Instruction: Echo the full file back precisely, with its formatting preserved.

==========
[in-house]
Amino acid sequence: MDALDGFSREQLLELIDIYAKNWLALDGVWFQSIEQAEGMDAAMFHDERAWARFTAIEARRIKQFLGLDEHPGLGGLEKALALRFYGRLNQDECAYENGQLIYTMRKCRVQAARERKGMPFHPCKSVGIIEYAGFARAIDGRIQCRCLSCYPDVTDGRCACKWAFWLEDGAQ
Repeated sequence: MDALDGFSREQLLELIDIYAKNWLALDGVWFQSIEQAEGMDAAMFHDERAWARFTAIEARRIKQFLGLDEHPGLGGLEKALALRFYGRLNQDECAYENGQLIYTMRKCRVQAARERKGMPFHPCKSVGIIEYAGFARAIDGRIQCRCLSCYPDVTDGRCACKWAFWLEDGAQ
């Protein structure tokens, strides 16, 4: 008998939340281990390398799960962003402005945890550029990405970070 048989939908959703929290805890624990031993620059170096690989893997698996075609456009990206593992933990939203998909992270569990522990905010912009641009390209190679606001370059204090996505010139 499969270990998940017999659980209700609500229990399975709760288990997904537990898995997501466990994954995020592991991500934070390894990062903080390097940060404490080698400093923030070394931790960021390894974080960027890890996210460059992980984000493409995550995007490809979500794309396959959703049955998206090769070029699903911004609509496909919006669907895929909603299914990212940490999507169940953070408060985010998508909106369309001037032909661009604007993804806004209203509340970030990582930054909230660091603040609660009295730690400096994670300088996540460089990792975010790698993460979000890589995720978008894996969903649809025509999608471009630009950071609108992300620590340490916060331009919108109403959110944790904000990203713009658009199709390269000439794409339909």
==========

[in-house]
Amino acid sequence: MDALDGFSREQLLELIDIYAKNWLALDGVWFQSIEQAEGMDAAMFHDERAWARFTAIEARRIKQFLGLDEHPGLGGLEKALALRFYGRLNQDECAYENGQLIYTMRKCRVQAARERKGMPFHPCKSVGIIEYAGFARAIDGRIQCRCLSCYPDVTDGRCACKWAFWLEDGAQ
Repeated sequence: MDALDGFSREQLLELIDIYAKNWLALDGVWFQSIEQAEGMDAAMFHDERAWARFTAIEARRIKQFLGLDEHPGLGGLEKALALRFYGRLNQDECAYENGQLIYTMRKCRVQAARERKGMPFHPCKSVGIIEYAGFARAIDGRIQCRCLSCYPDVTDGRCACKWAFWLEDGAQ
């Protein structure tokens, strides 16, 4: 008998939340281990390398799960962003402005945890550029990405970070 048989939908959703929290805890624990031993620059170096690989893997698996075609456009990206593992933990939203998909992270569990522990905010912009641009390209190679606001370059204090996505010139 499969270990998940017999659980209700609500229990399975709760288990997904537990898995997501466990994954995020592991991500934070390894990062903080390097940060404490080698400093923030070394931790960021390894974080960027890890996210460059992980984000493409995550995007490809979500794309396959959703049955998206090769070029699903911004609509496909919006669907895929909603299914990212940490999507169940953070408060985010998508909106369309001037032909661009604007993804806004209203509340970030990582930054909230660091603040609660009295730690400096994670300088996540460089990792975010790698993460979000890589995720978008894996969903649809025509999608471009630009950071609108992300620590340490916060331009919108109403959110944790904000990203713009658009199709390269000439794409339909």